When you think about it for more than 30 seconds, it's bleeding obvious that a respiratory disease global pandemic is going to mean countries quite naturally wishing to provide for their own people first. As the virus hit China "globalisation" went out the window so fast we hardly noticed. Suddenly borders mattered. Even in the EU, the Germans refused to provide the financial reassurance needed by Spain and Italy and Shengen was flushed down the toilet. So we can hardly blame China for putting its people first. Had they failed to do so they could have 1.3 billion rising up in rebellion.

Much of the West was left unarmed against the invisible enemy. While Germany, China, South Korea, Singapore etc. used the real wealth generated from their trade surpluses to protect their people. It's not a coincidence they have the best equipment and the lowest death rates - stupid politicians or otherwise.
 
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1finny

Well-known member
Up to this year if you'd asked the experts in the NHS what they needed money for they'd have come up with a huge shopping list of items, but I'd be willing to bet that dealing with a global pandemic would not have been at the top of the list. If it had of been, Johnson wouldn't have been announcing "40 new hospitals", but "40 million N95 respirator masks". Doesn't quite have the same ring. And certainly wouldn't have attracted any votes.

The problem seems to be that stupid people from all parties listened to the wrong experts.

Not the voice in the wilderness medical experts insisting that we prepare for a global pandemic when there hasn't been one for 100 years, but the inventory management experts that recommended JIT. Buy the product for cheap from China they say. Have them deliver just in time to meet local demand, based on requirements schedules based on annual usage models with a little extra for the occasional influenza outbreak. You'll save a fortune say the experts. And they're right a fortune was saved.

But what happens when supply chains break down? When demand exceeds supply, and the manufacturers can't meet order schedules or are required by law to meet local government demand. Nurses deal with Covid-19 patients without adequate protection and Public Health officials don't have enough test kits to go around is what happens. And you end up in a bidding war with all the other poor schmucks desperate for PPE and testing equipment in a global shortage.

When you think about it for more than 30 seconds, it's bleeding obvious that a respiratory disease global pandemic is going to mean countries quite naturally wishing to provide for their own people first. As the virus hit China "globalisation" went out the window so fast we hardly noticed. Suddenly borders mattered. Even in the EU, the Germans refused to provide the financial reassurance needed by Spain and Italy and Shengen was flushed down the toilet. So we can hardly blame China for putting its people first. Had they failed to do so they could have 1.3 billion rising up in rebellion.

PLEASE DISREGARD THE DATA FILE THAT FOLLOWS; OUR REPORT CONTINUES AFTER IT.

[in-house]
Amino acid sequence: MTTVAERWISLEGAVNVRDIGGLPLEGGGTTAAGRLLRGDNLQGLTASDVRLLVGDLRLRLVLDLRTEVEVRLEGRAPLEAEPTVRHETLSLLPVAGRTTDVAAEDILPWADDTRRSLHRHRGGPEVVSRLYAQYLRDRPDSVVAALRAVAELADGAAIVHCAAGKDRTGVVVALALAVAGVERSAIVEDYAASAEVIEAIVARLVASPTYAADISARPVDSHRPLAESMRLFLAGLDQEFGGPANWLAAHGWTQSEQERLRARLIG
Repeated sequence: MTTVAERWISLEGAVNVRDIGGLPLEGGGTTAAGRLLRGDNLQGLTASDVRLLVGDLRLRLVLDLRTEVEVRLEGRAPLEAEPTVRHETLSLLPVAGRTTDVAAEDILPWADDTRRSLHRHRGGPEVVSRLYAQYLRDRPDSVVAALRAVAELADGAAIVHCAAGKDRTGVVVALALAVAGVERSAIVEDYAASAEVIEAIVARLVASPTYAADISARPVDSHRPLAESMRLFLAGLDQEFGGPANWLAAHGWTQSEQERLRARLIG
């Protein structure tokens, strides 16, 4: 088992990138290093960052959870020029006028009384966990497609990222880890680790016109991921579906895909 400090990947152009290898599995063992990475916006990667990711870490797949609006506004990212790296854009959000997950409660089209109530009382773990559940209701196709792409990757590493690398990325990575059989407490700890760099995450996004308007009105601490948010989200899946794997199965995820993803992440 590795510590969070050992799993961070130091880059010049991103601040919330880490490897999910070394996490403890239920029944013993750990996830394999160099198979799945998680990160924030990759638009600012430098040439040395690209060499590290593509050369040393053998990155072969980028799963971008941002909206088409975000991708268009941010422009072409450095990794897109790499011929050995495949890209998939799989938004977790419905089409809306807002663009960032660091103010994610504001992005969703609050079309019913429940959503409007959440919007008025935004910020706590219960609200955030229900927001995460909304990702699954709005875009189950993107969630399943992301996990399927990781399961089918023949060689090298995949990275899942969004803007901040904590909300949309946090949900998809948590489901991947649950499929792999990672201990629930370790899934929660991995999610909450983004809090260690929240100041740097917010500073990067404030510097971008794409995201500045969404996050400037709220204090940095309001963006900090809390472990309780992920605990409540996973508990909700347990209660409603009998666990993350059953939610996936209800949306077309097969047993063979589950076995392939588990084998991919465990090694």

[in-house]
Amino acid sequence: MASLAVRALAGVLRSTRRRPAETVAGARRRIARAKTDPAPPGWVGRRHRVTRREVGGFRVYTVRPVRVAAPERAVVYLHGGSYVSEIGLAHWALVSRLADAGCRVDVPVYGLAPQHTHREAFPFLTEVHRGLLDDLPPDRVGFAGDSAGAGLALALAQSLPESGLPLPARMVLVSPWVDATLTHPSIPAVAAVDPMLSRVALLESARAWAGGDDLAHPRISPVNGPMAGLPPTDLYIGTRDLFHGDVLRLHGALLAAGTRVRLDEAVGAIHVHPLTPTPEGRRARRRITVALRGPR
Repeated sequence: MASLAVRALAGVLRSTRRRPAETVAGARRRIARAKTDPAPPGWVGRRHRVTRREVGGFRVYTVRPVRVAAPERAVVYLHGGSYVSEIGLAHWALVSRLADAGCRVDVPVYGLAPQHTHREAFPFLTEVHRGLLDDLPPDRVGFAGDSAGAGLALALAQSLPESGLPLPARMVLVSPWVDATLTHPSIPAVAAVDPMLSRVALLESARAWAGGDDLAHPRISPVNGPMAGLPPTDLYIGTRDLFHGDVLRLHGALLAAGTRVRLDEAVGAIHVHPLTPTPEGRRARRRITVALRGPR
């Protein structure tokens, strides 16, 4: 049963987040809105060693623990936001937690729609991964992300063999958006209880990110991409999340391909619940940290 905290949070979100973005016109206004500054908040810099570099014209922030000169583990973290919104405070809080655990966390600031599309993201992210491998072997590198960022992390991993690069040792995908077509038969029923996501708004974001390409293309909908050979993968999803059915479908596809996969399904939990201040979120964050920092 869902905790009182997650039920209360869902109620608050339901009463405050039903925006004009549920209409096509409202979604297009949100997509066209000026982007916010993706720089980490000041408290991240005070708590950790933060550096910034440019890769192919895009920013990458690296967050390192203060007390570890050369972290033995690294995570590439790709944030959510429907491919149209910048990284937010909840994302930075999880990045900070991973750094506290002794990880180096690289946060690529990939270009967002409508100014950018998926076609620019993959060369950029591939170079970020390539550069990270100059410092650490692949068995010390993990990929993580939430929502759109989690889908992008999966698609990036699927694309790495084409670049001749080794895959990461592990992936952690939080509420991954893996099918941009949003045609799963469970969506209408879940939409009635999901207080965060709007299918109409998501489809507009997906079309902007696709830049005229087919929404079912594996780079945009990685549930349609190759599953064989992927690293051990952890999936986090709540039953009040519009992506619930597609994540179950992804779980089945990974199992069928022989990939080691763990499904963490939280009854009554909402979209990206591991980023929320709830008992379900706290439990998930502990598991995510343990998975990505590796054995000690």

Much of the West was left unarmed against the invisible enemy. While Germany, China, South Korea, Singapore etc. used the real wealth generated from their trade surpluses to protect their people. It's not a coincidence they have the best equipment and the lowest death rates - stupid politicians or otherwise.

4 years ago the NHS pitched for equipment to fund a flu pandemic as a contingency. It was blocked because of cost. That equipment would have come in quite handy now.
 

bear66

Well-known member
4 years ago the NHS pitched for equipment to fund a flu pandemic as a contingency. It was blocked because of cost. That equipment would have come in quite handy now.
Exactly. I read that yesterday. Minutes of meetings disclosed showing plans in place . . . and then at some level it was blocked. Our politicians have really let us down. It's a shame that MPs come from such a narrow background. Career politicians, journalism or business people. Science and mathematical background MPs are rare.
 

bear66

Well-known member
169 infections in Teesside and 30 in NY in South Tees hospital district.

Approx 24% increase in Teesside figures in a day.
 

bear66

Well-known member
209 infections in Teesside and 37 in NY in South Tees hospital district.

Approx 25% increase in Teesside figures in a day.
 

bear66

Well-known member
246 infections in Teesside and 41 in NY in South Tees hospital district.

Approx 18% increase in Teesside figures in a day. R&C by 8%. Lowest figures for some time. Still slightly higher than national average.
 

Sheriff_John_Bunnell_ret

Well-known member
You can bet your bottom dollar that we will be much better prepared for the next global pandemic.

Just hope we don't get an asteroid hitting the planet instead.